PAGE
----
Junior Engineer Hiring and Compensation

Recently I have been considering the nature of the software engineering job market for junior engineers. I have a lot of peripheral experience with training, recruiting, and hiring junior programmers. I have spoken to and coached non-programmer friends and acquaintances through the programming bootcamp experience, and it has been awesome to see where they end up--great companies like GoPro, Amplify, Thoughtbot, the NYTimes, and Priceline. I have recruited bootcamp graduates from most of the major programs in NYC like Dev Bootcamp, Flatiron School, Fullstack Academy, AppAcademy, and General Assembly.

Years ago I was that junior engineer coming out of university looking for any company that would take an interest while seeing senior engineers get hired at ever-increasing rates.

The market for senior software engineers at the time of this writing could not be more insane. Passively put your resume on a site like Hired.com and you will get 10-30 companies of varying size bidding ever-higher salaries (120-160k+ is common) for your skills. The stress of telling a long series of amazing companies "no I don't have time to even talk with you" should cause a cognitive dissonance when you remember how many millions of Americans have completely given up looking for jobs.

Why is it so hard to get a job as a junior engineer? Let's look at a typical profile.

The average tech startup is building a Rails or Django app depending on what programming language their CTO knows better. They might have some funding after an A or B round and a few senior developers on the team. Cash is king, but their investors obviously want them to spend that money on engineer's salaries so they can build product. Everyone is pretty busy and is trying to scale as fast as possible. Employees are expensive, but if they can build product fast enough, they're worth every penny.

The average junior engineer is looking for a job at a startup. They have touched all the tools and aren't afraid of code, but they know pretty much nothing. They've built an app, but only by adding 50 lines of Rails code. They have a Github account, but don't understand anything about snapshots or tags or why you don't force push to master. They know some basic data structures so they can reverse a linked list in an interview question but do not know what a red black tree is. They've written tests but don't understand testing. They've queried a database but haven't written a database. Or dealt with data corruption. They know what a queue is but haven't dealt with a queue that's overloading at millions of items per minute. It's the problem with any job. As a company, you want someone who can say "I think I've dealt with this problem in the past" and then nails it.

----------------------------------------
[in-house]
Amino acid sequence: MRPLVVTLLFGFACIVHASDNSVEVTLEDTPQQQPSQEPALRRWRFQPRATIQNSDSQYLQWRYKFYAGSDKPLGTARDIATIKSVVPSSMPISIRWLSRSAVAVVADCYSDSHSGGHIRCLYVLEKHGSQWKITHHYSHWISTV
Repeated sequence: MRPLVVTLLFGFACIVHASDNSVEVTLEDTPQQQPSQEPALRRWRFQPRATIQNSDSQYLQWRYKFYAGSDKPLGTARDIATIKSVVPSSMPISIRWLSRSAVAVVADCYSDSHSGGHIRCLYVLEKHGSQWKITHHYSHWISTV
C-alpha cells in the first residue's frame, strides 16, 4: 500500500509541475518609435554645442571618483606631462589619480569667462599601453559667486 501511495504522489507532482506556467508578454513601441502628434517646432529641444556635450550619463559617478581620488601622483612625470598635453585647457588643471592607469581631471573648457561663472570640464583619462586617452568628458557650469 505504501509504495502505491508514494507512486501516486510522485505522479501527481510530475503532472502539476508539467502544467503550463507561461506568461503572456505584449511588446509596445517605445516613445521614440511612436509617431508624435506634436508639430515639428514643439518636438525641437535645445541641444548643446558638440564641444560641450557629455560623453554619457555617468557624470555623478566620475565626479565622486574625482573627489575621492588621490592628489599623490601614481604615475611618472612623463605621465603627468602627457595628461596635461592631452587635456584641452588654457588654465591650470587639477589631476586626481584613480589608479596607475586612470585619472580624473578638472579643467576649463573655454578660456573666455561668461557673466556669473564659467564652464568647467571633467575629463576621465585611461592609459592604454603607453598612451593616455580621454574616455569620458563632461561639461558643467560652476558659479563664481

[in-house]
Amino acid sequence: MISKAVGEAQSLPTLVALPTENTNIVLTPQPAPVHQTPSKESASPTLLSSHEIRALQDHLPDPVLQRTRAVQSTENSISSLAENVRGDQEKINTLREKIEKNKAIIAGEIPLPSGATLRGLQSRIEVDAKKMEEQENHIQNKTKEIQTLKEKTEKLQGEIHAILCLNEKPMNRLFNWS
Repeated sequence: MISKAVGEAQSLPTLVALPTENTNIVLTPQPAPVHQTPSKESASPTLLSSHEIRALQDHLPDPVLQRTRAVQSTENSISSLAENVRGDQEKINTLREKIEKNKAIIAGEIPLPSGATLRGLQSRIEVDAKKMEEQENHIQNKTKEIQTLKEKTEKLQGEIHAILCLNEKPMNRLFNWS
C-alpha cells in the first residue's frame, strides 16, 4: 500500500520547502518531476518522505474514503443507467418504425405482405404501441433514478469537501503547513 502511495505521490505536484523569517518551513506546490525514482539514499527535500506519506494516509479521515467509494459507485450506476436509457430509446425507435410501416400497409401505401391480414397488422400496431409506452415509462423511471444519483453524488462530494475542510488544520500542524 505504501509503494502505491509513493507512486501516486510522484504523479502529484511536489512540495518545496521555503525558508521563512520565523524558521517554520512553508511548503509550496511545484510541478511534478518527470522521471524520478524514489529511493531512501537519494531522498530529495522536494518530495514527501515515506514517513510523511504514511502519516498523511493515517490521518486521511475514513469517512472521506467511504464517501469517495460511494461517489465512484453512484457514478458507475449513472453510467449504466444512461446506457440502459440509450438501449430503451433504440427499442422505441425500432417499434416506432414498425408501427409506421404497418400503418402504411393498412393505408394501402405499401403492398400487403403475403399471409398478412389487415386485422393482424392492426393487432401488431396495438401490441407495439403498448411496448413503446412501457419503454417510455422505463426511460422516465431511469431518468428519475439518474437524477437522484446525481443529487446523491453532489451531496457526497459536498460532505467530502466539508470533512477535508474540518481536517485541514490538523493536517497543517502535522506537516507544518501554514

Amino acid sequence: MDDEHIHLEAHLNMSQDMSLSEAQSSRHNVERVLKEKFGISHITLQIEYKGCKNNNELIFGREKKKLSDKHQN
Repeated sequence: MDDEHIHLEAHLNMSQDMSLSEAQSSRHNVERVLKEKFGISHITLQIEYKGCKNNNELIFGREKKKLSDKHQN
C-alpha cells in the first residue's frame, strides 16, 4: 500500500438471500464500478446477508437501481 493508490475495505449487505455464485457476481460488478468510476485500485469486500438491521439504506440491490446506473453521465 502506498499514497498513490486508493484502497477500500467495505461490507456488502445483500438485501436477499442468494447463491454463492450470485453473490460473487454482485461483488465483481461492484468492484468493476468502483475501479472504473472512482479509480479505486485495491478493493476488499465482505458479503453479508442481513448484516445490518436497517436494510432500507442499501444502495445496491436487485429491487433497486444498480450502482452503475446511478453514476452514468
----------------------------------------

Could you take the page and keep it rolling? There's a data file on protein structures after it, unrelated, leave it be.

Junior engineer salaries out of these bootcamps ballpark 60-100k. This is the attraction of the bootcamp: spend 9 weeks with us and you could get a six figure job.

Here's where I think there's a market imbalance. Junior engineers at the outset aren't worth anything close to 100k. After a year of learning, they definitely might be, but in the meantime they present a huge risk to a growing company. A junior engineer will need coaching, mentoring, and encouragement. They might merge code in that breaks a production system. They might erase your git history by accident. They will break the build. Multiple times. I know because I've done all those things and seen junior engineers do all those things after me.

In a couple years of working that junior engineer might be paid 100k, but be doing output on that Rails app comparable to a senior engineer that might be paid 160k. Sure, there are those really obscure issues that only someone who has programmed for ten years will nail down, but for most product-oriented stories, those two years of experience will be paying big dividends.

My personal experience is aligned here. I made a lot of mistakes my first year from breaking the build to swallowing exceptions. A few years later, while I'm absolutely still learning and improving, I deliver more stories and merge more pull requests than most senior engineers on our team.

So here is my proposal. Let's all be honest about what we're worth. I think more companies should snatch up junior engineers, but pay them 40k--enough to pay the rent and buy groceries. But here's the catch: tell them from the outset "you're worth 40k to us now, but we'll guarantee a compensation discussion every six months, in which we'll plan to ramp your salary to 100k in 2-3 years depending on performance." That would really help stabilize the market. I think it would keep junior engineers humble but ambitious. It would de-risk companies looking to hire. It would reduce unemployment for recent grads, but guarantee a pipeline of competent programmers for startups.

I'm not sure how viable this could be in the real world, but when I launch a startup, I'd be willing to give it a try. Your best future programmer might be the one you're overlooking.